How To Return to BJJ Training After A Serious Injury

How To Return to BJJ Training After A Serious Injury

Injuries are always going to happen if you train in Jiu-Jitsu. It’s part of the journey.

BJJ black belt Stephen Kesting of the excellent website Grapplearts.com answers a fan’s question about how to return to BJJ after an injury layoff.

Kesting sees 6 phases and also some more in-depth solutions for a return to form:

This is something we have to be very careful about, personally I have made this mistake, you think that the pain is not as intense as it once was and you are ready to start training again like before. Oh surprise when after only two days it’s hurting again! So you must always follow the direction of a professional, your doctor or therapist. We have some tips to make your return more secure, lasting and glorious!

If you were gone for a couple of months or more, it is likely that things have changed; new faces around the academy, your main drilling and training partner might be now drilling with someone else (even if it sounds sentimental) you feel that you forgot the techniques that you learned, you know you are going to be smashed, well… that’s only part of it. The recommendation for your return is to first only drill and do the techniques for at least your first 3-5 classes (I know you’re dying to roll). This takes us to our next point.

Rolling is one of the most fun parts but it is not recommended right after the first days of your return; Even if you tell your partner “just don’t to these positions” or “watch ot for my foot, it’s the injured one” Within the first days of doing the techniques and drills you will see how you feel moving, if you have discomfort or you feel good. One of the most common mistakes is to accept the roll only because you don’t want to say no or because you think it will be an “easy roll”. Often such “easy” rolls are the most dangerous, beginners tend to make moves that you don;t expect and that’s when you get hurt. If you feel ready to roll, look for someone your weight or lighter, that is as technical as possible and looking for a “flow roll” (without stalling, little strength, accepts sweeps attempts and gives opportunity for the development of techniques).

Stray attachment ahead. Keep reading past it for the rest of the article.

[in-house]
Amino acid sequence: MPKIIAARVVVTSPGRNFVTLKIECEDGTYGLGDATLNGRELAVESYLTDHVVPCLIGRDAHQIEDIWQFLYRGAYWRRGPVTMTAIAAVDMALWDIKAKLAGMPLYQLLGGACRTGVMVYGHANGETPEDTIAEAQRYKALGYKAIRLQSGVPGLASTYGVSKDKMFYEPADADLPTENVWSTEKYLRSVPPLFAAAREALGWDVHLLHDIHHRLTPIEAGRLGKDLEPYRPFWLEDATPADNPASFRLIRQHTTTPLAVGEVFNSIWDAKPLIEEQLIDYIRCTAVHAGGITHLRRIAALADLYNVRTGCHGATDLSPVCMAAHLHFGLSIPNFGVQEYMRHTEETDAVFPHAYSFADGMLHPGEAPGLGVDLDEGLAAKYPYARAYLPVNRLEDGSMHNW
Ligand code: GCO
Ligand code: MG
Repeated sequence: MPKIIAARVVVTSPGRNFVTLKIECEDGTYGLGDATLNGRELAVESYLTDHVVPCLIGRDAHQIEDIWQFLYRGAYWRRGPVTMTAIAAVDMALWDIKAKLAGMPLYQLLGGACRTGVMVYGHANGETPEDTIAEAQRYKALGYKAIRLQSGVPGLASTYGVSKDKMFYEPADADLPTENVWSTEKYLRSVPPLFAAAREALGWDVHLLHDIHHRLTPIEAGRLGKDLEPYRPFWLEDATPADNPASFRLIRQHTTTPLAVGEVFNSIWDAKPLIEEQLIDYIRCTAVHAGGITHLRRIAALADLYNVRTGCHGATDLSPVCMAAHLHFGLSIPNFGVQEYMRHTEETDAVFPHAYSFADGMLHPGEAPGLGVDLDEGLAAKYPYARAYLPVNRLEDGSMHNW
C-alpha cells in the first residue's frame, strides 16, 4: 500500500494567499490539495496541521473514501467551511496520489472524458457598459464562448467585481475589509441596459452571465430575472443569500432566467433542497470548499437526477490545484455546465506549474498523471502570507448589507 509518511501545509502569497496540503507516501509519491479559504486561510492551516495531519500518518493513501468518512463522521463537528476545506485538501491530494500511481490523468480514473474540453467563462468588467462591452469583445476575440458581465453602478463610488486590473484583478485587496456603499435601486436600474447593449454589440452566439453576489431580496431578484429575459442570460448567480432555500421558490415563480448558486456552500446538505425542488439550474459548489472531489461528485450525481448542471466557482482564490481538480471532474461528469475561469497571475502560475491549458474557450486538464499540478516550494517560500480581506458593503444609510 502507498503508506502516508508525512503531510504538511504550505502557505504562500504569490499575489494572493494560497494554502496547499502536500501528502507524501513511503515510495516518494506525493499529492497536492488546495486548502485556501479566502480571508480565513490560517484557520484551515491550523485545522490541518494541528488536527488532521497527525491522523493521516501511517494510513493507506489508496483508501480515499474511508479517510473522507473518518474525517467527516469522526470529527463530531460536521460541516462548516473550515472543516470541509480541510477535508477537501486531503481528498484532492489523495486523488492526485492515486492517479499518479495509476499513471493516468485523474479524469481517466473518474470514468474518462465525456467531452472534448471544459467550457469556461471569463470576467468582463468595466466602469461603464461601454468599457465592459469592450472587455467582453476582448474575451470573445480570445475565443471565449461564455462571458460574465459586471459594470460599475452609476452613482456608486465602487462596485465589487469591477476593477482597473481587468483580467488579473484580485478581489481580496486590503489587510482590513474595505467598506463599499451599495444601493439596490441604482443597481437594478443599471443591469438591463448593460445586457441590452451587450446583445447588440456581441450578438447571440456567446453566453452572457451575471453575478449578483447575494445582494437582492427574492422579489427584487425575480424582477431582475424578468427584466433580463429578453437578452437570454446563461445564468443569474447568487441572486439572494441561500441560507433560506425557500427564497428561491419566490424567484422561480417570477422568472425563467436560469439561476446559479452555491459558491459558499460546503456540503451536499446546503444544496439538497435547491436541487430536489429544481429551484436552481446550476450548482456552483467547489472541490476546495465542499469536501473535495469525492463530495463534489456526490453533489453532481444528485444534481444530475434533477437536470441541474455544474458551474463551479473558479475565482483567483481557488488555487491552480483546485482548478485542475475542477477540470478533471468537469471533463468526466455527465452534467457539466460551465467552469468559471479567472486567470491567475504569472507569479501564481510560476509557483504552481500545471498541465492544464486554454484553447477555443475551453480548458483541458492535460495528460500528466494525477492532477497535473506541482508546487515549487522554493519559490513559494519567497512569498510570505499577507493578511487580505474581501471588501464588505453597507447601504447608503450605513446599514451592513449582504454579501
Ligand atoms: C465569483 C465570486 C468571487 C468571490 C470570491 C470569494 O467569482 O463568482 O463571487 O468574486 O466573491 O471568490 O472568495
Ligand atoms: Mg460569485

After you feel you can normally roll again, you will realize that your training partners may have advanced more and are faster (combined with that you are slower). Be patient if your body does not respond as fast as your mind tells him to go. You are going to get tired faster, the process of returning to fitness is not overnight, you’ll need about 4-6 weeks to be back in shape. You surely don’t want to get injured again due to lack of conditioning or because of pushing yourself overboard.

Usually when we are not training, we end up not minding our diets like before and start consuming foods that we don’t usually eat. Sometimes we always consumed them but these extra calories were spent during training. If you come back with a few extra pounds, make sure to also return with your good habits, like meal timing, quality of foods with fruits and vegetables.

Take time to stretch and warm up well, the lack of it is one of the major reasons for injury. Arrive 10 minutes before class begins to warm up and stay another 10 to stretch after training. Here is an example of stretching


Watch the in depth video: